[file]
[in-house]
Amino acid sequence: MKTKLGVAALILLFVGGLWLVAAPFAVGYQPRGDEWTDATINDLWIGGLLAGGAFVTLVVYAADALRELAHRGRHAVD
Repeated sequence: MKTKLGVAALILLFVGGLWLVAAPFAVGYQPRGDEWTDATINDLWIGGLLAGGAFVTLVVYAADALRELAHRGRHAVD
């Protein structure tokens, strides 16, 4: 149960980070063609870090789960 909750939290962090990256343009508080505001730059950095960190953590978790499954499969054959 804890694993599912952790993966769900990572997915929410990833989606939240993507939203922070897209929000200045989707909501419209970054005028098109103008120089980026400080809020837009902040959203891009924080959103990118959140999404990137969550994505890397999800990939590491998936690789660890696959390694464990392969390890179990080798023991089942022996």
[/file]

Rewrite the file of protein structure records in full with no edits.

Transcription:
[in-house]
Amino acid sequence: MKTKLGVAALILLFVGGLWLVAAPFAVGYQPRGDEWTDATINDLWIGGLLAGGAFVTLVVYAADALRELAHRGRHAVD
Repeated sequence: MKTKLGVAALILLFVGGLWLVAAPFAVGYQPRGDEWTDATINDLWIGGLLAGGAFVTLVVYAADALRELAHRGRHAVD
């Protein structure tokens, strides 16, 4: 149960980070063609870090789960 909750939290962090990256343009508080505001730059950095960190953590978790499954499969054959 804890694993599912952790993966769900990572997915929410990833989606939240993507939203922070897209929000200045989707909501419209970054005028098109103008120089980026400080809020837009902040959203891009924080959103990118959140999404990137969550994505890397999800990939590491998936690789660890696959390694464990392969390890179990080798023991089942022996």